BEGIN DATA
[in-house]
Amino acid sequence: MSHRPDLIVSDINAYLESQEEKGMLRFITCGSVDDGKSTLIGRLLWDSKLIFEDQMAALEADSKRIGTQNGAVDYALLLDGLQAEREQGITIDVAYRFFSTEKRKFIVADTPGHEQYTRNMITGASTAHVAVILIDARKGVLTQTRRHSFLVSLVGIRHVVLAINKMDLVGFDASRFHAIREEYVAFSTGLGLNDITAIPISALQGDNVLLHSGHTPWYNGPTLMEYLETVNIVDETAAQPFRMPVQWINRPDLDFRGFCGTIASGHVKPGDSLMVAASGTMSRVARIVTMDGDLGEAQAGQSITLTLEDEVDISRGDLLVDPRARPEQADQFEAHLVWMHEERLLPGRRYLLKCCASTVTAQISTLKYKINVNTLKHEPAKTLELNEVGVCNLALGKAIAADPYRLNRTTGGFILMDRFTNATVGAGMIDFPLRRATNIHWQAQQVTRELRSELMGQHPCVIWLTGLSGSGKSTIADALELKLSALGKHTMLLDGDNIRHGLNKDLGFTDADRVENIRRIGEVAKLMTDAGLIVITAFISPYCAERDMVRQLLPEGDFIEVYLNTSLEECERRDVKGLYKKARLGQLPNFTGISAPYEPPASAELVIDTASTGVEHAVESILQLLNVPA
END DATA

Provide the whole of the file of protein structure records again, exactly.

[in-house]
Amino acid sequence: MSHRPDLIVSDINAYLESQEEKGMLRFITCGSVDDGKSTLIGRLLWDSKLIFEDQMAALEADSKRIGTQNGAVDYALLLDGLQAEREQGITIDVAYRFFSTEKRKFIVADTPGHEQYTRNMITGASTAHVAVILIDARKGVLTQTRRHSFLVSLVGIRHVVLAINKMDLVGFDASRFHAIREEYVAFSTGLGLNDITAIPISALQGDNVLLHSGHTPWYNGPTLMEYLETVNIVDETAAQPFRMPVQWINRPDLDFRGFCGTIASGHVKPGDSLMVAASGTMSRVARIVTMDGDLGEAQAGQSITLTLEDEVDISRGDLLVDPRARPEQADQFEAHLVWMHEERLLPGRRYLLKCCASTVTAQISTLKYKINVNTLKHEPAKTLELNEVGVCNLALGKAIAADPYRLNRTTGGFILMDRFTNATVGAGMIDFPLRRATNIHWQAQQVTRELRSELMGQHPCVIWLTGLSGSGKSTIADALELKLSALGKHTMLLDGDNIRHGLNKDLGFTDADRVENIRRIGEVAKLMTDAGLIVITAFISPYCAERDMVRQLLPEGDFIEVYLNTSLEECERRDVKGLYKKARLGQLPNFTGISAPYEPPASAELVIDTASTGVEHAVESILQLLNVPA